The Australian Institute for Infectious Disease (AIID) has selected Kane Constructions as the enabling and early works contractor for the development of its new research facility. 

Backed by the Victorian state government, AIID is a joint initiative of the University of Melbourne, the Doherty Institute, and the Burnet Institute, collectively referred to as ‘Foundation Partners’.   

The institute, which aims to enhance global infectious disease and pandemic response capabilities, is an A$650m ($430m) project. This includes an A$400m contribution from the Victorian government and A$250m from the Foundation Partners. 

AIID has appointed Kane Constructions for the project’s early development works, including the demolition of four existing buildings and preparing a greenfield site for the construction activities. 

The new facility will be located at 766–780 Elizabeth Street and 213–223 Berkely Street on the Haymarket intersection in Melbourne’s Biomedical Precinct.  

It will be surrounded by various biomedical research institutions and hospitals, including the Royal Melbourne Hospital, Victorian Comprehensive Cancer Centre, CSL, WEHI, and Illumina

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The new facility is expected to improve Australia’s capacity to tackle infectious diseases and pandemics while focusing on genomics, diagnostics, therapeutics, clinical trials, vaccine research, and public health research.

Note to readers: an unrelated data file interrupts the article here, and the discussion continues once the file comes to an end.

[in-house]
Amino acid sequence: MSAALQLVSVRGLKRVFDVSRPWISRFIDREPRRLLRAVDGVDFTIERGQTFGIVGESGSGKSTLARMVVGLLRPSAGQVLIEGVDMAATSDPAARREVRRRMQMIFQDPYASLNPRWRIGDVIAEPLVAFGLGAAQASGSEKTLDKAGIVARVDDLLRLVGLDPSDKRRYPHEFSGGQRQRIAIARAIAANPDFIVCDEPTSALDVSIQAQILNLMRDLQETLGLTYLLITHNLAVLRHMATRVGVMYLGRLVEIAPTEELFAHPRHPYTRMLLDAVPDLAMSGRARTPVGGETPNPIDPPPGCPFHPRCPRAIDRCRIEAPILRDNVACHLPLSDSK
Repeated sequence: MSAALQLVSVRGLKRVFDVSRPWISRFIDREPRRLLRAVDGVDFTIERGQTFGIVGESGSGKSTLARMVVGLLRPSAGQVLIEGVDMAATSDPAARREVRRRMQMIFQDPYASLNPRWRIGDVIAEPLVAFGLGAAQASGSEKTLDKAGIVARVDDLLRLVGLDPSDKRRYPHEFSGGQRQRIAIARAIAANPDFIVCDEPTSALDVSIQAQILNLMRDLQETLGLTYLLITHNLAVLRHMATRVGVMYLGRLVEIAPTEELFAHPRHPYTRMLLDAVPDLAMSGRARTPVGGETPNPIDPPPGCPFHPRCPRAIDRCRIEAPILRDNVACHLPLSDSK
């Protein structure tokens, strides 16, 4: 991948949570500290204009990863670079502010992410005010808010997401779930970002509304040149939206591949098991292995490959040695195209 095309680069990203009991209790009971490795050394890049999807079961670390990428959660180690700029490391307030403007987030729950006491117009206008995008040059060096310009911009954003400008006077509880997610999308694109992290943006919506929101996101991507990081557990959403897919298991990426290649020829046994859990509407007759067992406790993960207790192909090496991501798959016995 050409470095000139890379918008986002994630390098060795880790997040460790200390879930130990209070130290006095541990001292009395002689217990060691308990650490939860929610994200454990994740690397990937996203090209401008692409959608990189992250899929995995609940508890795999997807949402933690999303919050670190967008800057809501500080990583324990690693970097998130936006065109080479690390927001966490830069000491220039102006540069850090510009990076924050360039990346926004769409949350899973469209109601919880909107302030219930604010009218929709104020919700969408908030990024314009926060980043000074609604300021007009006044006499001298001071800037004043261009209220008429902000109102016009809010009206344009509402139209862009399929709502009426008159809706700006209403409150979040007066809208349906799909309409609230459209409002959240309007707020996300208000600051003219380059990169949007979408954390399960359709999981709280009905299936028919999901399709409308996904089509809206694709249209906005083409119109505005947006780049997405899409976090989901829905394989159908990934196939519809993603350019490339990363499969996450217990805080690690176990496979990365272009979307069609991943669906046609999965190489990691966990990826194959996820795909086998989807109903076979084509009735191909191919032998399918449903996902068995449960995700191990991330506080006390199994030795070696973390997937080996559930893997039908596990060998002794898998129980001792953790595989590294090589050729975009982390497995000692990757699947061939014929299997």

In addition, the site will feature high-tech facilities such as a human infection challenge unit and robotic biobanking to facilitate remote treatment and biomedical sample storage.

It will also have one of the largest high-containment laboratories in the Southern Hemisphere, along with dedicated spaces for industry engagement and collaboration.  

The early and enabling works of the facility are expected to conclude by late 2024, with the overall construction anticipated to finish by 2027. 

University of Melbourne assistant vice-chancellor and AIID co-chair James McCluskey said: “The AIID will equip the brightest minds with best technology and resources available to deliver a unique, sovereign infectious disease capability for Australia. This critical mass of expertise will vastly improve speed, equity and innovation with which we prevent, prepare, and respond to future pandemics.”